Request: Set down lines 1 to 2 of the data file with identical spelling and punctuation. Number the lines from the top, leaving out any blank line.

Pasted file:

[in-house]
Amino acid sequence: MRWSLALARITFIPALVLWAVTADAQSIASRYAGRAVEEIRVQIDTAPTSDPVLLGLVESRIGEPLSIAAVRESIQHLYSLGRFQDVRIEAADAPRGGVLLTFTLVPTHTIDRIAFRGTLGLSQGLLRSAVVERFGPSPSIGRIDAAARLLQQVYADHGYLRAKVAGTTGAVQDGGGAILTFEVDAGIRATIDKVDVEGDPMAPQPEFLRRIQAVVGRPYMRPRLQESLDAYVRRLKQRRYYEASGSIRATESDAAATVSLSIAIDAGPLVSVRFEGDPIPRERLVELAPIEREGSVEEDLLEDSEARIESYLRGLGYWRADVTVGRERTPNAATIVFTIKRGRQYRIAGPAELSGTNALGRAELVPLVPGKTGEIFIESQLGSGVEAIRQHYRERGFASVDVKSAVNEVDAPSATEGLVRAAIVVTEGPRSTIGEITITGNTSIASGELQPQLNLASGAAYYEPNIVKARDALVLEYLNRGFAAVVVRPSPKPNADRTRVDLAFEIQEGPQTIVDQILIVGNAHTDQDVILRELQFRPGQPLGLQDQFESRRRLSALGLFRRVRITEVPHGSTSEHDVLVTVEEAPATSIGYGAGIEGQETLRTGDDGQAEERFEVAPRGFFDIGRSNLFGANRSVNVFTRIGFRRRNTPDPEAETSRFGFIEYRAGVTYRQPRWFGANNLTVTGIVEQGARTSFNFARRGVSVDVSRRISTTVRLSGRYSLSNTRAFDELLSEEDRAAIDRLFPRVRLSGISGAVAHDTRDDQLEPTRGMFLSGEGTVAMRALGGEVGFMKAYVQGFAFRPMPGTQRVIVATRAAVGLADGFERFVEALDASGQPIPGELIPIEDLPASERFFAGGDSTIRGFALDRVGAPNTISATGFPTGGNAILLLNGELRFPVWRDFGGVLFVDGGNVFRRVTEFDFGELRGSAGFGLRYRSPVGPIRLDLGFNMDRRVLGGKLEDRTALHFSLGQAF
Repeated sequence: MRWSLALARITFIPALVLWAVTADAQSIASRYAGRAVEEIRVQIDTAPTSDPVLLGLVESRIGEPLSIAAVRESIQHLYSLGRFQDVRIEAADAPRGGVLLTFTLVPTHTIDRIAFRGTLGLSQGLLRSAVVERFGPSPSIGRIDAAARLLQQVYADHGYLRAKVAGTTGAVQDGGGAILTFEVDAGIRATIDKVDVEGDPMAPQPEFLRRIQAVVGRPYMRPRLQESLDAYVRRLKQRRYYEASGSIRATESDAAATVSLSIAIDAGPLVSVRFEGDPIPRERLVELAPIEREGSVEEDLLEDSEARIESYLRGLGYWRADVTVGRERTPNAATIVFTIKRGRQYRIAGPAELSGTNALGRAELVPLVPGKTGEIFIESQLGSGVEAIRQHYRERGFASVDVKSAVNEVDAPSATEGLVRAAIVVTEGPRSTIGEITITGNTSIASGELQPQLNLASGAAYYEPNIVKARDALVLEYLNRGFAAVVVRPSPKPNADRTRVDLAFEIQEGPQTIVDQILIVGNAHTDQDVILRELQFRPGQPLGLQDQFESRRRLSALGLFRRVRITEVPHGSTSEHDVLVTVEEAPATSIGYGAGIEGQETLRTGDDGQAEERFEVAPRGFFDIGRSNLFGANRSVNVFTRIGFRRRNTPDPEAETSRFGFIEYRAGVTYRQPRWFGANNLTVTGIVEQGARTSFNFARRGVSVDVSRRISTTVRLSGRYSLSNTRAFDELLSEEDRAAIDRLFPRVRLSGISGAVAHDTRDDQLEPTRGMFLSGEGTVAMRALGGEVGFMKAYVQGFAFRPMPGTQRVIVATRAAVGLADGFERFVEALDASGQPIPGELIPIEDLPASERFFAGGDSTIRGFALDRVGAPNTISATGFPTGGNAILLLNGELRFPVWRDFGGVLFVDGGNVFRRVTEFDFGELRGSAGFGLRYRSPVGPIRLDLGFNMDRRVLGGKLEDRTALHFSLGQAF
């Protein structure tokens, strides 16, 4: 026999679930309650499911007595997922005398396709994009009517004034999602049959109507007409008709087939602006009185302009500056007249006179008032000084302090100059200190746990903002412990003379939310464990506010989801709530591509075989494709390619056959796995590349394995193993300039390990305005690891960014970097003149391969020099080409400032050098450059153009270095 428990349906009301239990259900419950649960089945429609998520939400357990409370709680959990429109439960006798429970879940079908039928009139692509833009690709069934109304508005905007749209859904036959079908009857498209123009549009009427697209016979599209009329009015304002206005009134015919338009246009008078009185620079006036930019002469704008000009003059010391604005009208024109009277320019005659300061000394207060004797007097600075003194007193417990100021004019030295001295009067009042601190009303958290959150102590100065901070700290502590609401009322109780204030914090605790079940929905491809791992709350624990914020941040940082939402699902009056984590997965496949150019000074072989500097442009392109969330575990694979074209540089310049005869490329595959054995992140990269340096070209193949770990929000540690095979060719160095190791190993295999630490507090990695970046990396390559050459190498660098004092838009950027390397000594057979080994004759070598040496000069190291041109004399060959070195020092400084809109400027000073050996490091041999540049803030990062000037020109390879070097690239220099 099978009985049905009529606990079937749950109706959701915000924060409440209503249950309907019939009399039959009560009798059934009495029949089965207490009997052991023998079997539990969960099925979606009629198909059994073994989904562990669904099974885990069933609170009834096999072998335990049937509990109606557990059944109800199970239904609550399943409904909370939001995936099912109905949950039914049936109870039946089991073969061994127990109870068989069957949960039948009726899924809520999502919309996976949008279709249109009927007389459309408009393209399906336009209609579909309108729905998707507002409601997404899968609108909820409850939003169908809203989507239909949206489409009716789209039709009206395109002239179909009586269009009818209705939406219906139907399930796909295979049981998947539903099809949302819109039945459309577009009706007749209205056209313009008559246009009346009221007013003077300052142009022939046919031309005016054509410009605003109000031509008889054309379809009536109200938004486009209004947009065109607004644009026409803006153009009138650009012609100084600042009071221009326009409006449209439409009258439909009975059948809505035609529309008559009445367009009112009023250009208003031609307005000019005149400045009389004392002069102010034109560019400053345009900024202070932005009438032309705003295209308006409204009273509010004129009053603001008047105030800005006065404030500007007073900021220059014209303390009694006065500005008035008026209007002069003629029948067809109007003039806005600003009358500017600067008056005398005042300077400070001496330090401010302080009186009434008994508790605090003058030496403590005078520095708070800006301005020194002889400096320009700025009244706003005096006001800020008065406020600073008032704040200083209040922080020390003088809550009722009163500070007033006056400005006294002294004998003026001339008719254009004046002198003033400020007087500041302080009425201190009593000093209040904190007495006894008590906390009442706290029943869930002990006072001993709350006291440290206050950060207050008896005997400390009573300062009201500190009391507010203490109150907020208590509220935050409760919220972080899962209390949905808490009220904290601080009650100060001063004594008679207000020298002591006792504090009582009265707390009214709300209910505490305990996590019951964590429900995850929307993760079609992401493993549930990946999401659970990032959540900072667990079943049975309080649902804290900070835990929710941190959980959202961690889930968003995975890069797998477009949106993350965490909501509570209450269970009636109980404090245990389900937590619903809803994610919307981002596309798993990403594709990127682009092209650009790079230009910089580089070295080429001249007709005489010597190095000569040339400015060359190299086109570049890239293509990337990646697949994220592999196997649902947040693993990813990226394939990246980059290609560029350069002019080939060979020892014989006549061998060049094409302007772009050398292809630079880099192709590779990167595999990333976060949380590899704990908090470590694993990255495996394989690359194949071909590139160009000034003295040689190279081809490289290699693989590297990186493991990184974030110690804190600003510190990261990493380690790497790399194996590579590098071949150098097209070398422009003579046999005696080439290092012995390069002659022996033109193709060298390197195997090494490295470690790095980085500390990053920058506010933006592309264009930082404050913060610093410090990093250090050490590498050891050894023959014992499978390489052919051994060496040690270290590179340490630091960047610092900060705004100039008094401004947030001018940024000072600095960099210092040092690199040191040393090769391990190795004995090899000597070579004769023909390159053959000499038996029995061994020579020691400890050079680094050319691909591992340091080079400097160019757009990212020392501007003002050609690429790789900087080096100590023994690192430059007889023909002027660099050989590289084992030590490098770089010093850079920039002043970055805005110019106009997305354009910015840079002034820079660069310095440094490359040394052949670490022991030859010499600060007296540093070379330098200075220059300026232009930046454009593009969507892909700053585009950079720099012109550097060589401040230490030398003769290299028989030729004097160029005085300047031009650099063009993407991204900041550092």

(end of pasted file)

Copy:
[in-house]
Amino acid sequence: MRWSLALARITFIPALVLWAVTADAQSIASRYAGRAVEEIRVQIDTAPTSDPVLLGLVESRIGEPLSIAAVRESIQHLYSLGRFQDVRIEAADAPRGGVLLTFTLVPTHTIDRIAFRGTLGLSQGLLRSAVVERFGPSPSIGRIDAAARLLQQVYADHGYLRAKVAGTTGAVQDGGGAILTFEVDAGIRATIDKVDVEGDPMAPQPEFLRRIQAVVGRPYMRPRLQESLDAYVRRLKQRRYYEASGSIRATESDAAATVSLSIAIDAGPLVSVRFEGDPIPRERLVELAPIEREGSVEEDLLEDSEARIESYLRGLGYWRADVTVGRERTPNAATIVFTIKRGRQYRIAGPAELSGTNALGRAELVPLVPGKTGEIFIESQLGSGVEAIRQHYRERGFASVDVKSAVNEVDAPSATEGLVRAAIVVTEGPRSTIGEITITGNTSIASGELQPQLNLASGAAYYEPNIVKARDALVLEYLNRGFAAVVVRPSPKPNADRTRVDLAFEIQEGPQTIVDQILIVGNAHTDQDVILRELQFRPGQPLGLQDQFESRRRLSALGLFRRVRITEVPHGSTSEHDVLVTVEEAPATSIGYGAGIEGQETLRTGDDGQAEERFEVAPRGFFDIGRSNLFGANRSVNVFTRIGFRRRNTPDPEAETSRFGFIEYRAGVTYRQPRWFGANNLTVTGIVEQGARTSFNFARRGVSVDVSRRISTTVRLSGRYSLSNTRAFDELLSEEDRAAIDRLFPRVRLSGISGAVAHDTRDDQLEPTRGMFLSGEGTVAMRALGGEVGFMKAYVQGFAFRPMPGTQRVIVATRAAVGLADGFERFVEALDASGQPIPGELIPIEDLPASERFFAGGDSTIRGFALDRVGAPNTISATGFPTGGNAILLLNGELRFPVWRDFGGVLFVDGGNVFRRVTEFDFGELRGSAGFGLRYRSPVGPIRLDLGFNMDRRVLGGKLEDRTALHFSLGQAF